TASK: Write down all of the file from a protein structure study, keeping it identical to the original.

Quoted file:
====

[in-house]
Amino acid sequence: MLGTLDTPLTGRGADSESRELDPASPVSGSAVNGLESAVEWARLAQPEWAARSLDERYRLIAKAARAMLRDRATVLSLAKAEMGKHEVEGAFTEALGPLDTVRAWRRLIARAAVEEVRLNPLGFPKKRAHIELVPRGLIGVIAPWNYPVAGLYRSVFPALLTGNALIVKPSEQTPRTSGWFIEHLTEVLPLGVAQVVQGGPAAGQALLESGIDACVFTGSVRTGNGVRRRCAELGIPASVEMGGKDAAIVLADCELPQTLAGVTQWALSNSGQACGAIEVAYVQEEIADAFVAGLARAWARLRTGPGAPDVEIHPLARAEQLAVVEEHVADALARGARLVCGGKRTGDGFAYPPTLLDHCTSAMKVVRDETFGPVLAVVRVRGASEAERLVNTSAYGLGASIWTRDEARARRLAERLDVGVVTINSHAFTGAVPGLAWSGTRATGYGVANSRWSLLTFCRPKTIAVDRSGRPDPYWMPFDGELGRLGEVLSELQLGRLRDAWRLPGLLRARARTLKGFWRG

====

[in-house]
Amino acid sequence: MLGTLDTPLTGRGADSESRELDPASPVSGSAVNGLESAVEWARLAQPEWAARSLDERYRLIAKAARAMLRDRATVLSLAKAEMGKHEVEGAFTEALGPLDTVRAWRRLIARAAVEEVRLNPLGFPKKRAHIELVPRGLIGVIAPWNYPVAGLYRSVFPALLTGNALIVKPSEQTPRTSGWFIEHLTEVLPLGVAQVVQGGPAAGQALLESGIDACVFTGSVRTGNGVRRRCAELGIPASVEMGGKDAAIVLADCELPQTLAGVTQWALSNSGQACGAIEVAYVQEEIADAFVAGLARAWARLRTGPGAPDVEIHPLARAEQLAVVEEHVADALARGARLVCGGKRTGDGFAYPPTLLDHCTSAMKVVRDETFGPVLAVVRVRGASEAERLVNTSAYGLGASIWTRDEARARRLAERLDVGVVTINSHAFTGAVPGLAWSGTRATGYGVANSRWSLLTFCRPKTIAVDRSGRPDPYWMPFDGELGRLGEVLSELQLGRLRDAWRLPGLLRARARTLKGFWRG